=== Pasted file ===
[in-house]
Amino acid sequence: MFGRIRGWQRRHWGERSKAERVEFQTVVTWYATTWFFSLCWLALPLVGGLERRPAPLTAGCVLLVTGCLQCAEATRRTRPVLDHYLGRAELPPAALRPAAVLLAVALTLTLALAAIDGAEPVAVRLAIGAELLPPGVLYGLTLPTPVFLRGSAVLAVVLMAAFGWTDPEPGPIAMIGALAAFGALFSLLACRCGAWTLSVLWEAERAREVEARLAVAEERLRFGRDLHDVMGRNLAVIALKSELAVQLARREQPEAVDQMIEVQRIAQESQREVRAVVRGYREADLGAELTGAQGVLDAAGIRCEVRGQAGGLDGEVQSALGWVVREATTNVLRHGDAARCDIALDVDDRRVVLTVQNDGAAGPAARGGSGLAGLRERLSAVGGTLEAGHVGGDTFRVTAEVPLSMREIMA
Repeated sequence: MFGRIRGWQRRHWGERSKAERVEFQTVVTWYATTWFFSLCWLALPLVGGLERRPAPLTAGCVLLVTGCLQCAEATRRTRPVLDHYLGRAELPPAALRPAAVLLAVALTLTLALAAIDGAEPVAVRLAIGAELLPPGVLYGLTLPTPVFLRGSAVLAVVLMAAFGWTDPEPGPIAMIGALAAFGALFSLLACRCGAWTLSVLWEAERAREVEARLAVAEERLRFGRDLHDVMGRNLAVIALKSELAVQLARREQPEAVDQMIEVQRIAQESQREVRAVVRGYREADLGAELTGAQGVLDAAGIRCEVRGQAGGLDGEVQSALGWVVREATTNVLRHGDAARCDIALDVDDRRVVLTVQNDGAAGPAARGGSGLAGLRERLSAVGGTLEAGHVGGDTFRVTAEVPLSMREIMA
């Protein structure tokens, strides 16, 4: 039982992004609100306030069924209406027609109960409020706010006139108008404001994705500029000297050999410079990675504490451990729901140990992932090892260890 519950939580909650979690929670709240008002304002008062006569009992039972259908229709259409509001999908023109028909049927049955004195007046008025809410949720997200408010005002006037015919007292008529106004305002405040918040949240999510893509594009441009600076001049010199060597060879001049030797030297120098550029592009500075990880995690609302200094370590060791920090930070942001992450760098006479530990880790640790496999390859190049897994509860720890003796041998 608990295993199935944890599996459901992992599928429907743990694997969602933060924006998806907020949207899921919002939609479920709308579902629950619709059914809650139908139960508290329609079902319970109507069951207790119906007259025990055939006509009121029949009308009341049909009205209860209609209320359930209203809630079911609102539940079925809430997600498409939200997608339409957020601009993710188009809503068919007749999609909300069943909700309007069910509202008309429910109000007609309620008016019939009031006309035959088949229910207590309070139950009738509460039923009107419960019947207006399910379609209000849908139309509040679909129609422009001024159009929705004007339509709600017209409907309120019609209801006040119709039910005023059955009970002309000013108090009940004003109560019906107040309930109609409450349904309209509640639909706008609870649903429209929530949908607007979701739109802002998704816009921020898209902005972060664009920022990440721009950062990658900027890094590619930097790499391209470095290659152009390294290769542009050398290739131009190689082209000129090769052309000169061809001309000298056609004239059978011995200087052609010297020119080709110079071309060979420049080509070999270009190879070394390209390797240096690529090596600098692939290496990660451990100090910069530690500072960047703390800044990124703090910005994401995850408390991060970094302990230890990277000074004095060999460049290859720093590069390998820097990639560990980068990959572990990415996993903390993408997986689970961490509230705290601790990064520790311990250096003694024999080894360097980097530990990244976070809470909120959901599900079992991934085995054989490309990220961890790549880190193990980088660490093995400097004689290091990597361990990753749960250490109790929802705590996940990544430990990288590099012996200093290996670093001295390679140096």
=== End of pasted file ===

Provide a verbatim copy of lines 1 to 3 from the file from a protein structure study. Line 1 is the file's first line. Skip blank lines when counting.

[in-house]
Amino acid sequence: MFGRIRGWQRRHWGERSKAERVEFQTVVTWYATTWFFSLCWLALPLVGGLERRPAPLTAGCVLLVTGCLQCAEATRRTRPVLDHYLGRAELPPAALRPAAVLLAVALTLTLALAAIDGAEPVAVRLAIGAELLPPGVLYGLTLPTPVFLRGSAVLAVVLMAAFGWTDPEPGPIAMIGALAAFGALFSLLACRCGAWTLSVLWEAERAREVEARLAVAEERLRFGRDLHDVMGRNLAVIALKSELAVQLARREQPEAVDQMIEVQRIAQESQREVRAVVRGYREADLGAELTGAQGVLDAAGIRCEVRGQAGGLDGEVQSALGWVVREATTNVLRHGDAARCDIALDVDDRRVVLTVQNDGAAGPAARGGSGLAGLRERLSAVGGTLEAGHVGGDTFRVTAEVPLSMREIMA
Repeated sequence: MFGRIRGWQRRHWGERSKAERVEFQTVVTWYATTWFFSLCWLALPLVGGLERRPAPLTAGCVLLVTGCLQCAEATRRTRPVLDHYLGRAELPPAALRPAAVLLAVALTLTLALAAIDGAEPVAVRLAIGAELLPPGVLYGLTLPTPVFLRGSAVLAVVLMAAFGWTDPEPGPIAMIGALAAFGALFSLLACRCGAWTLSVLWEAERAREVEARLAVAEERLRFGRDLHDVMGRNLAVIALKSELAVQLARREQPEAVDQMIEVQRIAQESQREVRAVVRGYREADLGAELTGAQGVLDAAGIRCEVRGQAGGLDGEVQSALGWVVREATTNVLRHGDAARCDIALDVDDRRVVLTVQNDGAAGPAARGGSGLAGLRERLSAVGGTLEAGHVGGDTFRVTAEVPLSMREIMA